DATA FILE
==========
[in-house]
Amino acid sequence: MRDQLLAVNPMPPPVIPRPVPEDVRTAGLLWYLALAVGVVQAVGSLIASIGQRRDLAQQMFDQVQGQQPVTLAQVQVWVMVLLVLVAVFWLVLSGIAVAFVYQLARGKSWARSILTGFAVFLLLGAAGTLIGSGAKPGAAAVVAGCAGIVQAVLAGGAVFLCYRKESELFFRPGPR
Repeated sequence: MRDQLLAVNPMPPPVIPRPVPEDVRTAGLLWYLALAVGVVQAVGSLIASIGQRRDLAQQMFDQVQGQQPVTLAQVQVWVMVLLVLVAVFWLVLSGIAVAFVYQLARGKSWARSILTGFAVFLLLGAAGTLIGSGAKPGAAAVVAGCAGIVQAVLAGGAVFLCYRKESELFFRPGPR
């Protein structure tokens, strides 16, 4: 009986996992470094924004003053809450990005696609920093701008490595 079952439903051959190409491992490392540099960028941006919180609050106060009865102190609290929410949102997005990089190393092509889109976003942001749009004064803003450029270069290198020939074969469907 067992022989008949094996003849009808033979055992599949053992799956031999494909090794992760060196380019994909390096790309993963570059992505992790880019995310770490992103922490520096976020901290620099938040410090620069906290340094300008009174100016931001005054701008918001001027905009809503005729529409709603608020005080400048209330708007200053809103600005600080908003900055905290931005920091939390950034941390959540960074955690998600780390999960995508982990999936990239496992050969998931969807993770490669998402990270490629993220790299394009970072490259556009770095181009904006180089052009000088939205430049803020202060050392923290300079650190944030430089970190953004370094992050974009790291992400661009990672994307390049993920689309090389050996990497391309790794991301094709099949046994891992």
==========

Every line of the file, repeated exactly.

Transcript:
[in-house]
Amino acid sequence: MRDQLLAVNPMPPPVIPRPVPEDVRTAGLLWYLALAVGVVQAVGSLIASIGQRRDLAQQMFDQVQGQQPVTLAQVQVWVMVLLVLVAVFWLVLSGIAVAFVYQLARGKSWARSILTGFAVFLLLGAAGTLIGSGAKPGAAAVVAGCAGIVQAVLAGGAVFLCYRKESELFFRPGPR
Repeated sequence: MRDQLLAVNPMPPPVIPRPVPEDVRTAGLLWYLALAVGVVQAVGSLIASIGQRRDLAQQMFDQVQGQQPVTLAQVQVWVMVLLVLVAVFWLVLSGIAVAFVYQLARGKSWARSILTGFAVFLLLGAAGTLIGSGAKPGAAAVVAGCAGIVQAVLAGGAVFLCYRKESELFFRPGPR
């Protein structure tokens, strides 16, 4: 009986996992470094924004003053809450990005696609920093701008490595 079952439903051959190409491992490392540099960028941006919180609050106060009865102190609290929410949102997005990089190393092509889109976003942001749009004064803003450029270069290198020939074969469907 067992022989008949094996003849009808033979055992599949053992799956031999494909090794992760060196380019994909390096790309993963570059992505992790880019995310770490992103922490520096976020901290620099938040410090620069906290340094300008009174100016931001005054701008918001001027905009809503005729529409709603608020005080400048209330708007200053809103600005600080908003900055905290931005920091939390950034941390959540960074955690998600780390999960995508982990999936990239496992050969998931969807993770490669998402990270490629993220790299394009970072490259556009770095181009904006180089052009000088939205430049803020202060050392923290300079650190944030430089970190953004370094992050974009790291992400661009990672994307390049993920689309090389050996990497391309790794991301094709099949046994891992």